Speaking of all-time lows, Thief also features the single worst melee combat system I’ve ever seen in a big-budget game. You have one attack and one dodge, and the optimal strategy for every encounter essentially boils down to brain-dead button-mashing. Even bothering to dodge seems like a bit of waste, since enemy swords are capable of drawing blood even when you’re a solid three feet away from the apex of their swing. Maybe they didn’t expect anyone to use combat, but if that’s the case, why include the option at all?
And the stealth, it must be said, is far from strong enough to make a sneaky playthrough any better. The enemy AI is hilariously inconsistent. Though it tends to skew more toward competent, guards will sometimes seem to forget what they’re doing and stand paralyzed while their compatriots are killed in front of them. In spite of their multiple paths, environments seem to always offer two real strategic options: stupidly wading through a thick crowd of enemies or discovering an alternate, out-of-the-way path that’s practically empty.
Even the basic act of stealing is a chore. While Garrett’s animations for interacting with the world—opening containers, picking up loot, and so on—are some of the most impressive and immersive I’ve ever seen, they’re just a shallow coat of polish on an otherwise boring, repetitive exercise. And the context-sensitive controls you have to rely on end up like some sort of randomized minigame. Try to open a drawer, and Garrett might instead grab the corner of the dresser for cover. It’s mildly amusing the first time. When it happens four times in a row, less so. Trying to pick the coin pouches off of unconscious guards—something that should be absurdly simple—can be a 10- to 15-second endeavor, forcing you to wiggle the right stick around, crouch, and circle-strafe until the game finally cooperates.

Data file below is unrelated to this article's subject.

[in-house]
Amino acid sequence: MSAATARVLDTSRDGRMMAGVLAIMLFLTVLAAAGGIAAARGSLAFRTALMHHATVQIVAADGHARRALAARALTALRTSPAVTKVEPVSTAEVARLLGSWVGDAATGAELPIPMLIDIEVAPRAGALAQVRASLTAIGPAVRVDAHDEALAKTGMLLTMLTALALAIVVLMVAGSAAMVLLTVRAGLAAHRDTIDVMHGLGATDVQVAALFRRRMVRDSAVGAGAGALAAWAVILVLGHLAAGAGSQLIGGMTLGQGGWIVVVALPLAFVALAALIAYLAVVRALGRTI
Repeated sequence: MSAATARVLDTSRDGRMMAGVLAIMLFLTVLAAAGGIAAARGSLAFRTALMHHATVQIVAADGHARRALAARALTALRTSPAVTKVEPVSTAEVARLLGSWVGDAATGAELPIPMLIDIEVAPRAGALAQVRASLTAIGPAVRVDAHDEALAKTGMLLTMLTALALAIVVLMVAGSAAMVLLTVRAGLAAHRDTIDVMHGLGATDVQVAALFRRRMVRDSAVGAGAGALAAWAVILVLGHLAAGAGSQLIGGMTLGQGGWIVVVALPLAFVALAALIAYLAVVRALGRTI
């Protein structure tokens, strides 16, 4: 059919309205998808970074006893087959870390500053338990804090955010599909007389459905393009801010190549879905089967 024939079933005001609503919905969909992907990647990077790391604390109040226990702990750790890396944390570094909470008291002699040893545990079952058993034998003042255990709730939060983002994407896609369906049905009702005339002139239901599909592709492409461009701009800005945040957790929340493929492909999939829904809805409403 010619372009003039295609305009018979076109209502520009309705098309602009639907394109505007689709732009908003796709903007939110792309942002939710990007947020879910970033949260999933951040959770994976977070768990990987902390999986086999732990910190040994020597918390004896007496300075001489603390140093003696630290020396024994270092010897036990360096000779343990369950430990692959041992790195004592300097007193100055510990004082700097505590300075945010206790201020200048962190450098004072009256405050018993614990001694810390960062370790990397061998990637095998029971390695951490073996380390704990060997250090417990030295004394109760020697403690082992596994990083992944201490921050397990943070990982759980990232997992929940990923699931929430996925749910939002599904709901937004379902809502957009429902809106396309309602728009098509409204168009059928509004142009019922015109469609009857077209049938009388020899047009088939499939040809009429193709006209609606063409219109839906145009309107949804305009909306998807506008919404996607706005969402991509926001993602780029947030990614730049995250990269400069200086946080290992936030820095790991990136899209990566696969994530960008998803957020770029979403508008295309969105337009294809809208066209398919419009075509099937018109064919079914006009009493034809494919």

Of course, anything this clunky and half-finished wouldn’t be complete without bugs, and Thief offered me plenty. Civilians cheered about the death of a major character before it actually happened. On several occasions, Garrett decided to stop lockpicking and instead shot away from the door for no apparent reason. Once, a guard loaded into the game with no functioning AI whatsoever. He just stood there in the default animation pose, arms outstretched at his sides, looking like he was about to be raptured up to NPC Heaven. To finish off the show, the game crashed out and permanently corrupted my save file after I’d put in 15 hours, forcing me to start over again from the beginning.
Even if future patches smooth out some of the glitches and technical wrinkles (I can confirm that the Day One update doesn’t—not by a long shot), there’s just not enough promise here to make waiting around worthwhile. As both a diehard fan of stealth games and someone who recently played through the original Thief games for the first time, it breaks my heart to say that this reboot does far more harm than if we’d gotten no new Thief at all. In a way, it all feels a little Frankenstein-ian, not just because Eidos Montreal seemingly stitched the game together from so many disparate parts, but also because both works shares the same lesson: Be careful about bringing something long dead back to life, lest you create an abomination.
Actively unpleasant to play, embarrassingly buggy, and wholly devoid of any personality, Eidos Montreal’s Thief reboot certainly isn’t the worthy continuation fans waited almost a decade for.
M – Mature
|Thief is available on Xbox One, PlayStation 4, Xbox 360, PlayStation 3, and PC. Primary version played was for Xbox One. Code/hardware was provided by Square Enix for the benefit of this coverage. EGM reviews on a scale of one to five stars.|